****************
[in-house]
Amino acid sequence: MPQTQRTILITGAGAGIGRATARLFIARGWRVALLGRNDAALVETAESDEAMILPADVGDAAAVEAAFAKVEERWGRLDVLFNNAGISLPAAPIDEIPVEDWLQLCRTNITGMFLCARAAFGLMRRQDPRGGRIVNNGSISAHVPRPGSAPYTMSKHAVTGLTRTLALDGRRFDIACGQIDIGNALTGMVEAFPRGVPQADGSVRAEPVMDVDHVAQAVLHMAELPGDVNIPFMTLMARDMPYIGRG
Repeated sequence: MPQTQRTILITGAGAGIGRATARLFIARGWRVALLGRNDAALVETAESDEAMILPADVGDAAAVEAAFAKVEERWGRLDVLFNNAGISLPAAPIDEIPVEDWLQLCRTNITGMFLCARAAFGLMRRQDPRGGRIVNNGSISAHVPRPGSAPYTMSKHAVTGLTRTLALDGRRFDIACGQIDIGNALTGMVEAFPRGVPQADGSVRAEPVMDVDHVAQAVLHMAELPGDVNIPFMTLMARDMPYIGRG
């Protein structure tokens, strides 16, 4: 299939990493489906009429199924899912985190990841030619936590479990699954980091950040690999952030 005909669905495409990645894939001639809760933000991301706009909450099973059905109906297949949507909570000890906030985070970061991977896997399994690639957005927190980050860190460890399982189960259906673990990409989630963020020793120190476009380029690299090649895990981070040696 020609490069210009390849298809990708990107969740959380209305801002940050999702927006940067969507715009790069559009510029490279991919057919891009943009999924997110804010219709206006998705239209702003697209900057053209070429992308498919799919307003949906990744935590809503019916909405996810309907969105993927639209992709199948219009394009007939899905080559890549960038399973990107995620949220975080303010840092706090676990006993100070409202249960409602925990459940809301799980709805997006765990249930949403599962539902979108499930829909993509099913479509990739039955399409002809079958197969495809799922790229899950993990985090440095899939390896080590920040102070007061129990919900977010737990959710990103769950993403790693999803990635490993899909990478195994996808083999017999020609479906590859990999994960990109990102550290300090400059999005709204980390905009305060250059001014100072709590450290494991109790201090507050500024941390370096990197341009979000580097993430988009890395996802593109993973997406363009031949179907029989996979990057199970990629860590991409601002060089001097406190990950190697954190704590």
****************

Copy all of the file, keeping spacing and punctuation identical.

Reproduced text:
[in-house]
Amino acid sequence: MPQTQRTILITGAGAGIGRATARLFIARGWRVALLGRNDAALVETAESDEAMILPADVGDAAAVEAAFAKVEERWGRLDVLFNNAGISLPAAPIDEIPVEDWLQLCRTNITGMFLCARAAFGLMRRQDPRGGRIVNNGSISAHVPRPGSAPYTMSKHAVTGLTRTLALDGRRFDIACGQIDIGNALTGMVEAFPRGVPQADGSVRAEPVMDVDHVAQAVLHMAELPGDVNIPFMTLMARDMPYIGRG
Repeated sequence: MPQTQRTILITGAGAGIGRATARLFIARGWRVALLGRNDAALVETAESDEAMILPADVGDAAAVEAAFAKVEERWGRLDVLFNNAGISLPAAPIDEIPVEDWLQLCRTNITGMFLCARAAFGLMRRQDPRGGRIVNNGSISAHVPRPGSAPYTMSKHAVTGLTRTLALDGRRFDIACGQIDIGNALTGMVEAFPRGVPQADGSVRAEPVMDVDHVAQAVLHMAELPGDVNIPFMTLMARDMPYIGRG
């Protein structure tokens, strides 16, 4: 299939990493489906009429199924899912985190990841030619936590479990699954980091950040690999952030 005909669905495409990645894939001639809760933000991301706009909450099973059905109906297949949507909570000890906030985070970061991977896997399994690639957005927190980050860190460890399982189960259906673990990409989630963020020793120190476009380029690299090649895990981070040696 020609490069210009390849298809990708990107969740959380209305801002940050999702927006940067969507715009790069559009510029490279991919057919891009943009999924997110804010219709206006998705239209702003697209900057053209070429992308498919799919307003949906990744935590809503019916909405996810309907969105993927639209992709199948219009394009007939899905080559890549960038399973990107995620949220975080303010840092706090676990006993100070409202249960409602925990459940809301799980709805997006765990249930949403599962539902979108499930829909993509099913479509990739039955399409002809079958197969495809799922790229899950993990985090440095899939390896080590920040102070007061129990919900977010737990959710990103769950993403790693999803990635490993899909990478195994996808083999017999020609479906590859990999994960990109990102550290300090400059999005709204980390905009305060250059001014100072709590450290494991109790201090507050500024941390370096990197341009979000580097993430988009890395996802593109993973997406363009031949179907029989996979990057199970990629860590991409601002060089001097406190990950190697954190704590």